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Saturday, 28 February 2009
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Upon exiting the wood and entering Oakington, the field to the left is bumpy and lumpy and I believe is the site of a saxon settlement.
Nearing the end of my run I was puffing and panting and I think my excess noise frightenend a beautiful Green Woodpecker which flew right in front of me. Was a nice highlight to the long, hard run.
Wednesday, 25 February 2009
I watched Horizon documentary the other night:The Secret Life of Your Bodyclock and learned plenty about the way our bodies react throughout the day and night to our activities and conversely when those activities are best suited to our bodyclock. I was particularly interested by the ideas about exercise and eating. When is the best time to exercise and what should our eating patterns be like?
The documentary alluded to Siffre's famous experiments of living in a cave for 6 months without natural light to see how is body clock reacted. Based on this and other experts analysis the programme comes up with some interesting results:
- Between 7 and 11 in the morning our body has an increased blood pressure, vessels can't widen and blood is stickier (more resistance to flow) showing that the heart is under great pressure. Statistically you are three times more likely to have a heart attack.
(Something I already knew! Mornings are for larks, not for people....)
- If you increase your activity at the right time of day it can be beneficial! Exercise in the afternoon reduces blood pressure by 10 -11 % while exercise in the morning does not reduce bp at all.
Even gently walking in the afternoon can be beneficial.
- Body temp and alertness rises in afternoon and exercise is best late afternoon /early evening.
When training or the Olympics, the cyclist Chris Boardman says he found no pain in evening training like he experienced in the mornings. Records in cycling tend to be broken in afternoon and evening. In cycling hard training seems to be often conducted in the evenings when the body temperature has risen. This helps as the body seems to be in a pre-race or warm up mode.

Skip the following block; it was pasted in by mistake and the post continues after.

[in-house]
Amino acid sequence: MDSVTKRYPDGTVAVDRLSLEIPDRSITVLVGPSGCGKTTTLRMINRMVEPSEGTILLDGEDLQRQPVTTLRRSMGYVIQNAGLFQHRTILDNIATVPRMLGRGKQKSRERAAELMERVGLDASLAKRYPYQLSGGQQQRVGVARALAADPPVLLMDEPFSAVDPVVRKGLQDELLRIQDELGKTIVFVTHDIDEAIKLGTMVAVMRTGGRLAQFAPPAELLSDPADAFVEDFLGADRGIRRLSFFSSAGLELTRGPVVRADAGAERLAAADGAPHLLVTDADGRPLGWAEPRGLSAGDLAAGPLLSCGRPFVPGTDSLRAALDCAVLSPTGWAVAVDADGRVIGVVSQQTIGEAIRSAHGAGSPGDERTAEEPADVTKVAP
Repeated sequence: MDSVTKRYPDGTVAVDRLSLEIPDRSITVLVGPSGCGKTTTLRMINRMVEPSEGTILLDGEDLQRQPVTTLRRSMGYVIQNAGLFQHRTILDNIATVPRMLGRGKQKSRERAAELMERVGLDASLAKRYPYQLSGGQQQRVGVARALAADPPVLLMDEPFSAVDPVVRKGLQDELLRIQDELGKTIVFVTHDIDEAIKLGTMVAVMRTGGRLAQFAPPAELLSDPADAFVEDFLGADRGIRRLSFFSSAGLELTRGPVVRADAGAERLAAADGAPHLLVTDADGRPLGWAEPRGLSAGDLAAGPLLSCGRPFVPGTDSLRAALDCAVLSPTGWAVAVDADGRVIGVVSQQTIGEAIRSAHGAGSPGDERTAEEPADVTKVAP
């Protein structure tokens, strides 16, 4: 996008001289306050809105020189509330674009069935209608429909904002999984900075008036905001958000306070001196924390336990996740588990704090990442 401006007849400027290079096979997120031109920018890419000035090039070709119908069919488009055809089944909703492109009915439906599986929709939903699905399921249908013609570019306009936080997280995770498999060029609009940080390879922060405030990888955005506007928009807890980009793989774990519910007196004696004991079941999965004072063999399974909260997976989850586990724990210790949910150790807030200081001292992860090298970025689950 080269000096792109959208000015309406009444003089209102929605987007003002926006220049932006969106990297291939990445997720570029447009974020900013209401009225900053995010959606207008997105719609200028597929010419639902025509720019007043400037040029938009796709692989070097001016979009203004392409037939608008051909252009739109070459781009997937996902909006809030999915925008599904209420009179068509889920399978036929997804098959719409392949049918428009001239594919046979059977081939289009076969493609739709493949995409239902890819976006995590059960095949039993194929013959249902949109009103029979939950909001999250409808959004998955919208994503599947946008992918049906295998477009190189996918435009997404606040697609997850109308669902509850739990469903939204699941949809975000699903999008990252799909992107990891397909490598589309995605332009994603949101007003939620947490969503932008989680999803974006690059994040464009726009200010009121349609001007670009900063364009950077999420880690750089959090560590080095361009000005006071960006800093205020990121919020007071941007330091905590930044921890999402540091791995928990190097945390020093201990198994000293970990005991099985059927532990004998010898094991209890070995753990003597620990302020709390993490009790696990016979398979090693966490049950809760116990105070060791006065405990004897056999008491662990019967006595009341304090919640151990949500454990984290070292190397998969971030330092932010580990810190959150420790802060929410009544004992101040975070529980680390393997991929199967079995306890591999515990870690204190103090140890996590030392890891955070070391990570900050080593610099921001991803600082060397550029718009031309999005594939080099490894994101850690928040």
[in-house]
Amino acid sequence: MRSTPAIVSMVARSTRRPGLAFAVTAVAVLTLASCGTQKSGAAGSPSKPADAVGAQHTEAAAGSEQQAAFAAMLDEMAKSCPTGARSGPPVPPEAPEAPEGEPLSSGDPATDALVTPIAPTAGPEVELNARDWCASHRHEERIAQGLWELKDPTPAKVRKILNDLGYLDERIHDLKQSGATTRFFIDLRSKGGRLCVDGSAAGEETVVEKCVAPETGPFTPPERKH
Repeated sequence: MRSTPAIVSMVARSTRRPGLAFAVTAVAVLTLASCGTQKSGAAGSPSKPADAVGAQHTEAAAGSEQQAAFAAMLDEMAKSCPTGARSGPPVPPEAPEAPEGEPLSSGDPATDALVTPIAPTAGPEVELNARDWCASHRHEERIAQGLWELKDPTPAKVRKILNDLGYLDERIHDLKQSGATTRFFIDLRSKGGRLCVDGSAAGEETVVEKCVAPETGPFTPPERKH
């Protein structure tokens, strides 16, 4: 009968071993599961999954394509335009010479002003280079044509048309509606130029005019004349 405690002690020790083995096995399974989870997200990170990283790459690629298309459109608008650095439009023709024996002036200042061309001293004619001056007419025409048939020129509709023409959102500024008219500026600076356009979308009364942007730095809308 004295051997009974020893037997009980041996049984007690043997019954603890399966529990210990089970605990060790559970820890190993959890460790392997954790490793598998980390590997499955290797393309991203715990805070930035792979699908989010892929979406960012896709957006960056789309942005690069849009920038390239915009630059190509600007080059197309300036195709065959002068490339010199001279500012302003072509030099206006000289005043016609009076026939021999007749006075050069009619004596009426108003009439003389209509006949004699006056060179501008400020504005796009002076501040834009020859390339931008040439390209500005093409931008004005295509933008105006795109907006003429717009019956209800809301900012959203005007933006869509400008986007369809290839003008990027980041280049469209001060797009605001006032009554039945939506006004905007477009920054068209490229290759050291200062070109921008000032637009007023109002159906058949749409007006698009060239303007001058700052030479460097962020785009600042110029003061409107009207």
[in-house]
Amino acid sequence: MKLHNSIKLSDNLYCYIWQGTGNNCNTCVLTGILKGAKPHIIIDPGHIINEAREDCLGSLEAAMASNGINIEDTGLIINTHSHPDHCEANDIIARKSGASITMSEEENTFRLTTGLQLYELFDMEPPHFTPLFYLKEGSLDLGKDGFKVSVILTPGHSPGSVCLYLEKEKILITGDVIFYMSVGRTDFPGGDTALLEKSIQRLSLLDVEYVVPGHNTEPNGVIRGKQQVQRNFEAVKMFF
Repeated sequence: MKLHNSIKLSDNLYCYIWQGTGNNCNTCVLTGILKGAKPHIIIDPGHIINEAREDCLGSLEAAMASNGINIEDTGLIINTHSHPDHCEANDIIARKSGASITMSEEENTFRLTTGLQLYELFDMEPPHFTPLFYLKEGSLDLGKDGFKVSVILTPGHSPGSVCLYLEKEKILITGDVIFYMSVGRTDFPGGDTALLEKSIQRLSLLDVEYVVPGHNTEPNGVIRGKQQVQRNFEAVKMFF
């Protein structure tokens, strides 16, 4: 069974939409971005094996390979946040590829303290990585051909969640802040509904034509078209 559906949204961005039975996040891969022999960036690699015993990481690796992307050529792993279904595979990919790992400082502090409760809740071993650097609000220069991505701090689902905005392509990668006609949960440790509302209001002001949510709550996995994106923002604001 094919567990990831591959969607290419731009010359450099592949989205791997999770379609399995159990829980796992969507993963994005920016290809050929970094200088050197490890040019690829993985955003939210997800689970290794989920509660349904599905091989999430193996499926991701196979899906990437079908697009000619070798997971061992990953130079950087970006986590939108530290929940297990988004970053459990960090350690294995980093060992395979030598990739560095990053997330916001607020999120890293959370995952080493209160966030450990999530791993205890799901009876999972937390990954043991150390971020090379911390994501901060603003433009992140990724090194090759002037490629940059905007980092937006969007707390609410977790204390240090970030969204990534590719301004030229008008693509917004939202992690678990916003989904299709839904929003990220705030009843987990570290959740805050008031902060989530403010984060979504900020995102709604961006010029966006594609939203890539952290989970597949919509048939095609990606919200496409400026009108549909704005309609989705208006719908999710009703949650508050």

(The only caveat was that balance and hand steadiness may be better in the morning.)
- Our eating patterns now show that the average UK main meal of the day is at 8pm. Linda Morgan from Univ Surrey says that over the last 100 years our eating patterns have changed: 100 years ago we had big breakfasts, large lunches and less in evening. Recently this has been reversed so that little of our day's calories are consumed in the morning and more later in the night. This means glucose remains in the blood more in the evening: high blood glucose levels in the evening is not great. According to her experiments into eating we should aspire to: "Eat breakfast like a king, lunch like a prince and dine like a pauper."
So we haven't learned something we didn't already know, right? I mean we train in the evening as that's when most lessons are held: after people have come home from school and work and not too late as to interfere with our sleeping (I find if I exercise late int he evening I have to wait some time to come down before I can go to bed).